On primary day, Kennedy privately expressed his hope to Theodore H. White that victories in California and South Dakota could persuade party insiders that he was more electable than Humphrey and thus win him crucial support from unpledged delegates. As the results came in, it was clear that Kennedy had achieved his goal with popular victories in the two states. McCarthy, who won the popular vote in New Jersey, made it clear that he would contest the upcoming New York primary in Kennedy's adopted state.

Kennedy assassination[edit]

After giving his victory speech at the Ambassador Hotel in Los Angeles, California, Kennedy was assassinated in the kitchen service pantry in the early morning of June 5. A Palestinian immigrant with Jordanian citizenship, Sirhan Sirhan, was arrested. Kennedy died 26 hours later at Good Samaritan Hospital.

At the moment of Kennedy's death, the delegate totals were estimated to be:[citation needed]

Robert Kennedy's death threw the Democratic Party into disarray. While a large portion of his popular support transferred to McCarthy, his delegates, many of whom were party insiders obligated to Kennedy only by law, largely transferred to Humphrey.[citation needed] Even many of Kennedy's anti-war delegates, remembering their bitter primary battles with McCarthy, rallied around the late-starting candidacy of Senator George McGovern of South Dakota, a Kennedy supporter in the spring primaries. The struggle for Kennedy's delegates would remain a feature of the campaign through its final months, up to the convention vote itself, but Kennedy's assassination made Humphrey the prohibitive favorite for the nomination from that point forward.

Schedule and results[edit]

Statewide results by winner[edit]

(daily totals)
pledged delegates
Contest Delegates won and popular vote
Eugene McCarthy Robert F. Kennedy Hubert Humphrey Lyndon B. Johnson Other Uncommitted
March 12 24 New Hampshire primary[47][48][49] 20


March 24 6 Kansas's 1st district convention[50] 6
March 28 28 South Carolina[51][52] 28[b]
March 30 32 Kansas state convention[53] 32[c]
April 2 60 Wisconsin primary[54][55] 52
412,160 (56.23%)

46,507 (6.34%)

3,605 (0.49%)
253,696 (34.61%)

17,034 (2.32%)[d]
April 8 22 Alaska convention[56] 22[e]
April 10 3 New York's 28th district convention[57][f]
19 (7.85%)

101 (41.74%)
122 (50.41%)
April 20 19 Arizona convention[58] 1[h] 2[h] 12[h] 4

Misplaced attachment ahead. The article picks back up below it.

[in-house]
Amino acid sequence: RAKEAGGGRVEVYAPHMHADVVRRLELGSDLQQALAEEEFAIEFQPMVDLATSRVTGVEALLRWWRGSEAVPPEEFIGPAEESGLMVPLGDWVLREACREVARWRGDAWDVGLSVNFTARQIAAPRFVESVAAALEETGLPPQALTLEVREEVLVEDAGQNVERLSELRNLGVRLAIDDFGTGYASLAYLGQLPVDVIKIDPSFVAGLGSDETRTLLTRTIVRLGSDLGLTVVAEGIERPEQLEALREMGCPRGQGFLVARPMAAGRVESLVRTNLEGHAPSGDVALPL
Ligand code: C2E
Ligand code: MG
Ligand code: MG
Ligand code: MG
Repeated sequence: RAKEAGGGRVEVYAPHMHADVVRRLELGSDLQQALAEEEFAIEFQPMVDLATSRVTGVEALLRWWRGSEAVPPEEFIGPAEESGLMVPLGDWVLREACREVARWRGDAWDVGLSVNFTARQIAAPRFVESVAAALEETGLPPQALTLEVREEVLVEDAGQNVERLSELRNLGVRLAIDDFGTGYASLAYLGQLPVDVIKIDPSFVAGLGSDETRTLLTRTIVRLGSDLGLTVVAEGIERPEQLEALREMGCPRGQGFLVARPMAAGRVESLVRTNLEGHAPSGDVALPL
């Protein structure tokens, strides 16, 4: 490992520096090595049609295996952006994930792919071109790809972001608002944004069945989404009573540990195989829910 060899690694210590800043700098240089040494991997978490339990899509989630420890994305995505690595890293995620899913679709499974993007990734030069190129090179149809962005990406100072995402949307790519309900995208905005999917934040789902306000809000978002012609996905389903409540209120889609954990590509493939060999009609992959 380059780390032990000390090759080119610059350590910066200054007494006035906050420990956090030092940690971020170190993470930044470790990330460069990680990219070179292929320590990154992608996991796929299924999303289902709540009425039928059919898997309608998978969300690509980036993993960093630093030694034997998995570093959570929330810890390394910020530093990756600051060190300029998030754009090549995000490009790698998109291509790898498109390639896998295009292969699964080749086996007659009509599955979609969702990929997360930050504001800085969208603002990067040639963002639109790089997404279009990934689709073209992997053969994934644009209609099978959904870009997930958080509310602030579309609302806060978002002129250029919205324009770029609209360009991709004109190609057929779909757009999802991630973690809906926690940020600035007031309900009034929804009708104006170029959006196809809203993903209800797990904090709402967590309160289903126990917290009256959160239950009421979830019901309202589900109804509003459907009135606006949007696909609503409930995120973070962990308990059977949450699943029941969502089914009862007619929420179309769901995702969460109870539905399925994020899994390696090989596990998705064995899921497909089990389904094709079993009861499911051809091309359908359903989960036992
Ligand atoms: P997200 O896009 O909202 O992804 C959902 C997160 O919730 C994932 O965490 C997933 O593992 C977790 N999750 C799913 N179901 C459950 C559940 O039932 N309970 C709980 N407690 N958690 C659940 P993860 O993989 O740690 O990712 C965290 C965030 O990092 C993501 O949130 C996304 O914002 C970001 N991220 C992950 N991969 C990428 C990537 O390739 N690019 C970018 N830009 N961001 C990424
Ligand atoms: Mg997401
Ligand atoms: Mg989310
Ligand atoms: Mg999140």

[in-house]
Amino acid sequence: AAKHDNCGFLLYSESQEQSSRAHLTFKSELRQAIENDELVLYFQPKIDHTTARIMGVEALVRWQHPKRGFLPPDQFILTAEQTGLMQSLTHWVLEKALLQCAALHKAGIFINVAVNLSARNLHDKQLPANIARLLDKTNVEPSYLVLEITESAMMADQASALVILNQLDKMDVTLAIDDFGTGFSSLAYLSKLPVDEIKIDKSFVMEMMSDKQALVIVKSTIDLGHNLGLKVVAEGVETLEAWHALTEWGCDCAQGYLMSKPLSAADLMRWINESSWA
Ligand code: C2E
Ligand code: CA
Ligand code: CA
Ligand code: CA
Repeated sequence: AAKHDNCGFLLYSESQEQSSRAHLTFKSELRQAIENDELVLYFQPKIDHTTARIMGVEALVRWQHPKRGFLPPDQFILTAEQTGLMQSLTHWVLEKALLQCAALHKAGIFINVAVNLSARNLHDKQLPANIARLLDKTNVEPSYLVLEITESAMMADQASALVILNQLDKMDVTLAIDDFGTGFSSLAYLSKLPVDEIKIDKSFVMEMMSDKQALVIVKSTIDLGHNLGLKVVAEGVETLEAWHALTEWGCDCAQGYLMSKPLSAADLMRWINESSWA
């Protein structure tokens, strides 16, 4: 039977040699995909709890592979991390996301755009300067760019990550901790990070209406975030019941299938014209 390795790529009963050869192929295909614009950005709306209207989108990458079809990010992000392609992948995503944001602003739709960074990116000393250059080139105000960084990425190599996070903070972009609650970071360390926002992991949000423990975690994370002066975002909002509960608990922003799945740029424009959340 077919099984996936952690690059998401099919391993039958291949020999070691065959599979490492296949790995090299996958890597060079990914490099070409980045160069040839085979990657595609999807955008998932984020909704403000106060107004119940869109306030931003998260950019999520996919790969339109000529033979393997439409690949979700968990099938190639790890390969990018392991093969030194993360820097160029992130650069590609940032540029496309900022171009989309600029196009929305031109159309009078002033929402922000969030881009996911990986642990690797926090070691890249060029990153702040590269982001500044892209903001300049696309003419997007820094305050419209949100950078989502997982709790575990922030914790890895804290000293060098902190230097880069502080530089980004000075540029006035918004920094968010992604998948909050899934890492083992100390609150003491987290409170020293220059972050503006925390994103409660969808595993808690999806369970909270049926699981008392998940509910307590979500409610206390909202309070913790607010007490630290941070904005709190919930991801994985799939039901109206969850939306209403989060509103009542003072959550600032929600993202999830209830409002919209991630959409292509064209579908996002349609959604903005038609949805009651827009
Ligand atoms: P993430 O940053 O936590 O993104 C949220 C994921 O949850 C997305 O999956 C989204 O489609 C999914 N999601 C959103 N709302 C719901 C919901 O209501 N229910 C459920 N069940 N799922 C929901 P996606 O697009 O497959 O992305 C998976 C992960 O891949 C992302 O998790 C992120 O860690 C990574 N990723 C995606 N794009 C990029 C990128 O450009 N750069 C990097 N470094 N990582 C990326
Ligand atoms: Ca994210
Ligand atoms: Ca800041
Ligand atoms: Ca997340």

April 23 0 Pennsylvania primary (71%) (11%) (9%) (4%) (5%)
April 29 49 Maryland convention[59][60] 49
April 30 72 Massachusetts primary[61] 72
122,697 (49.30%)

68,604 (27.56%)

44,156 (17.74%)

6,890 (2.77%)

6,556 (2.63%)[i]
May 7
63[j] Indiana primary[62]
115 Ohio primary[63] 3 112
549,140 (100.00%)
23 Washington D.C. primary[64] 23


May 11 22 Delaware convention[65] 6 16
May 12 26 Hawaii convention[66] 26
28 Wyoming convention[67] 25[m] 3[m]
May 14 22 Nebraska primary 2



36[n] West Virginia primary[68][69] 2[n]
May 16 43 Georgia convention[70] 43
May 18 27 Maine convention[71] 27
May 25
6 Colorado's 1st district convention[72] [o] [o]
46 Iowa convention[73] 5 25 9.5 6.5
22 Vermont convention[74][75] 5
270 (27.08%)
327 (32.80%)
400 (40.12%)
May 28
63 Florida primary[76][77] 4
35 Oregon primary 35




June 1 60 Missouri convention[78] 3[r] 57[r]
June 2 96 Michigan convention[79] 96[s]
June 4
172 California primary

80 New Jersey primary[80][81][82] 20


24 South Dakota primary

June 6 59 North Carolina convention[83] 59[w]
June 11 118 Illinois primary[84][85] 2



June 13 5 Panama Canal Zone[86] 5[x]
June 15 26 Montana convention 2 24
June 18 123 New York primary[87][88][89] 67[y] 50[y] 6[y]
June 22 44 Connecticut convention[90][91] [z] [z] 44[z]
14 Minnesota convention[92]
484 (43.25%)
635 (56.75%)
June 25 67 New York convention[93] 15.5 49.5
July 6 6 Colorado's 6th district convention[94] 2 1 3
Estimated total pledged delegates 310.5 392 239.5 13 351 383
  1. ^ Humphrey had been raised in South Dakota, as well.
  2. ^ The South Carolina delegates were pledged to Governor Robert Evander McNair, who was expected to act as a favorite son at the convention.
  3. ^ The Kansas delegation was led by Governor Robert Docking, a friend and political ally of the Kennedy family. The failure to commit the delegation the President Johnson was seen as a victory for the Kennedy campaign.
  4. ^ 11,861 vots for "none of the names shown," 4,031 write-in votes for George Wallace, and 1,142 write-in votes for others.
  5. ^ It was reported that a majority of the delegation favored Hubert Humphrey.
  6. ^ The vote totals shown are the number of district convention delegates voting for the delegate with the highest number of votes on each candidate's slate.
  7. ^ Representative Joseph Resnick won three pledged delegates a district convention to serve as a favorite son.
  8. ^ a b c All of Arizona's delegates were formally uncommitted; these estimates are based of public impressions of the delegates' positions.
  9. ^ 2,275 votes for Nelson Rockefeller, 1,688 votes for George Wallace, 575 votes for Richard Nixon, and 2,018 scattering votes.
  10. ^ At the time of the Indiana primary, the state party had not yet announced how it would apportion its delegation on the first ballot; thus, delegate totals were not conclusive until the state convention.[62]
  11. ^ The third candidate in the Indiana race was favorite son, Governor Roger Branigin.
  12. ^ All of the vote went to Stephen M. Young, who was unopposed.
  13. ^ a b The Wyoming delegates were formally uncommitted, but twenty-five at a minimum were understood to publicly support Humphrey.